A federal grand jury on Wednesday indicted a Virginia man on new terrorism charges for allegedly shooting a security guard at the Family Research Council (FRC) in Washington, D.C., this summer.

The Justice Department is charging Floyd Lee Corkins, 28, with committing an act of terrorism while armed, attempted murder while armed, aggravated assault while armed and second-degree burglary while armed.

The new charges are in addition to an indictment for possessing and transporting a firearm into D.C. for the purpose of committing a violent crime. The government filed those charges against Corkins in August, immediately following the shooting, which wounded a security guard at the conservative Christian group’s headquarters.

The DOJ contends that on Aug. 15, Corkins approached an unarmed security guard at the FRC building in Northwest Washington. Corkins allegedly pulled a gun from his backpack, opened fire and struck the arm of the guard, who then wrestled the firearm away from Corkins, according to the DOJ.

The shooting ignited a flurry of accusations lobbed between both sides of the same-sex marriage debate.

In 2010, the Southern Poverty Law Center (SPLC) placed the FRC on its list of hate groups for its statements about the gay community.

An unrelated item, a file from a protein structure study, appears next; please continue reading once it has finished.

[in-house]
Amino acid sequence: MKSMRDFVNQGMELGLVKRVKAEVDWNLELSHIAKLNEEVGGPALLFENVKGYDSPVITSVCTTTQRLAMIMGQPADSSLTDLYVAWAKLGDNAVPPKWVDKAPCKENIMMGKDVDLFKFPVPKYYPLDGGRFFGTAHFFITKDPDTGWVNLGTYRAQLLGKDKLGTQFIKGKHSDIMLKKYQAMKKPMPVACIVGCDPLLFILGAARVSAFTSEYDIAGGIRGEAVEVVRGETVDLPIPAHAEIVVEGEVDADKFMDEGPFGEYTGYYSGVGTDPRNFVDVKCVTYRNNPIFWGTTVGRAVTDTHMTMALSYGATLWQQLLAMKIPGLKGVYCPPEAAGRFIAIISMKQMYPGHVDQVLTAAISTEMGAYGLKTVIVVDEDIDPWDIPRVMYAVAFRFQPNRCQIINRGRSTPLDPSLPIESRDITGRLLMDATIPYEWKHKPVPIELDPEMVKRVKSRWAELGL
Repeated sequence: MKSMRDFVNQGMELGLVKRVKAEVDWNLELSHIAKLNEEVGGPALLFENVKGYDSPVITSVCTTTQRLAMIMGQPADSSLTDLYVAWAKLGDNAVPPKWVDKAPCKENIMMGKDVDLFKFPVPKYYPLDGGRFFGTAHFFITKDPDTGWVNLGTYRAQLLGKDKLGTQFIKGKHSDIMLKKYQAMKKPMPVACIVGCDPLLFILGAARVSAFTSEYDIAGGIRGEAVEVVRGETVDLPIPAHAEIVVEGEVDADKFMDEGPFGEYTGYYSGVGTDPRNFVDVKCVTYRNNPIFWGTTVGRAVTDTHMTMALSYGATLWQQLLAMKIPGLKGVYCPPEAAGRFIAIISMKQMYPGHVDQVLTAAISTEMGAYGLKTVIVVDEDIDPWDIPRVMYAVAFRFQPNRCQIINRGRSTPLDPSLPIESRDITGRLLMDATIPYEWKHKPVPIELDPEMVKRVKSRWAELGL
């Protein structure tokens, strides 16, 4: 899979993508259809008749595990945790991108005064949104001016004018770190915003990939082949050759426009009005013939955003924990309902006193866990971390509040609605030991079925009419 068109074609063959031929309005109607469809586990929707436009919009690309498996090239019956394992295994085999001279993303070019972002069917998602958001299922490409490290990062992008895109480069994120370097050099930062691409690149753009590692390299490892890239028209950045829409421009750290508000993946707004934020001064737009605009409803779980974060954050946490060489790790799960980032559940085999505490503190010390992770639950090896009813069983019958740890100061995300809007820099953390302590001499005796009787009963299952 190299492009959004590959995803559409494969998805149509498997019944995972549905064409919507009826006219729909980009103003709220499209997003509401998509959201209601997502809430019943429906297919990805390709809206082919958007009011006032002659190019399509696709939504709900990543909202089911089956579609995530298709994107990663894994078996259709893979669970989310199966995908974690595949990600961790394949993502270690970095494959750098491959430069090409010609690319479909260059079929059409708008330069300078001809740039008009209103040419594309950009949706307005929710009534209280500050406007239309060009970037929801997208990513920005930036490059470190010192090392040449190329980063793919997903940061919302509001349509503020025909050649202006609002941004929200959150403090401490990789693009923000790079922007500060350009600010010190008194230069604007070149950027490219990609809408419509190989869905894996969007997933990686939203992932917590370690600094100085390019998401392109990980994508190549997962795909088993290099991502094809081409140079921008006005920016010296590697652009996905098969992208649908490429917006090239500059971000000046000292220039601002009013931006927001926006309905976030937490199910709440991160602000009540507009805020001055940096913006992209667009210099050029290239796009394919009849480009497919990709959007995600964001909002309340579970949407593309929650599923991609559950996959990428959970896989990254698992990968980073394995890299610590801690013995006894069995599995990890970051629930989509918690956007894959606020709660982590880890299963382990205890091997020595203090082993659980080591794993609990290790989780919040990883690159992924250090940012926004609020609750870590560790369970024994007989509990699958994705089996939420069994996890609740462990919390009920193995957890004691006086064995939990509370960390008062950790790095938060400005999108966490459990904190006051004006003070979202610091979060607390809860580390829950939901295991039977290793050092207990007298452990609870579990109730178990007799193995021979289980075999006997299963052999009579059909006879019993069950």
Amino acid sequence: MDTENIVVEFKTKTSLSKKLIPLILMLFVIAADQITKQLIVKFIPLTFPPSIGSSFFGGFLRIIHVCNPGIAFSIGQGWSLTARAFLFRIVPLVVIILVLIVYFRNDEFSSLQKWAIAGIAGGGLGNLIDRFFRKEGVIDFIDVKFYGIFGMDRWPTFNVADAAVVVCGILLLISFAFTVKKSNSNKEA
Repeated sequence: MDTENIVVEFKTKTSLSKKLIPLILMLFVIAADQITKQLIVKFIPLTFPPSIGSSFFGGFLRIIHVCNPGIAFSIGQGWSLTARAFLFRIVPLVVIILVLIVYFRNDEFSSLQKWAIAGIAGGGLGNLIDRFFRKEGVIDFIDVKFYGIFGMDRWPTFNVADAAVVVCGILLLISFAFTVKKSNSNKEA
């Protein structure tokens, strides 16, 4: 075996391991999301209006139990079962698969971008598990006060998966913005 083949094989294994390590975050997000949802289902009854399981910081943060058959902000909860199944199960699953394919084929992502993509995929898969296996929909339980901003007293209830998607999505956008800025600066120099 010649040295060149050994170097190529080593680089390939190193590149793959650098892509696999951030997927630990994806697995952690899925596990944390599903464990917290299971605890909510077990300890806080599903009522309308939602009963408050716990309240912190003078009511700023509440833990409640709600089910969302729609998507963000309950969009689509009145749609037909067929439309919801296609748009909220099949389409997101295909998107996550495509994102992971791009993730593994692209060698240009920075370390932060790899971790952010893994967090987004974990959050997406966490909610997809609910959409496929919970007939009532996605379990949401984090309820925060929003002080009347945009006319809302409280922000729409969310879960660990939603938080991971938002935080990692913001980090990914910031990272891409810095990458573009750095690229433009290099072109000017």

In the wake of the shooting, the National Organization for Marriage, one of the nation’s leading opponents of same-sex marriage, said the shooting was a direct result of the SPLC’s decision.

The SPLC vehemently denounced the shooting and rejected the use of the violence, but stood by its earlier categorization of the group, which has promoted the idea that a homosexual lifestyle is linked to pedophilia.

Wednesday’s indictment is the first time the government has charged someone with violating the District of Columbia’s Anti-Terrorism Act of 2002, which qualifies a person’s terrorist intent as an attempt to “intimidate or coerce a significant portion of the civilian population of the District of Columbia or the United States.”

Corkins has pleaded not guilty to the three original charges levied by the DOJ. If he is found guilty of the terrorist charges, he could receive up to 30 years in prison.

His next court appearance is Oct. 26.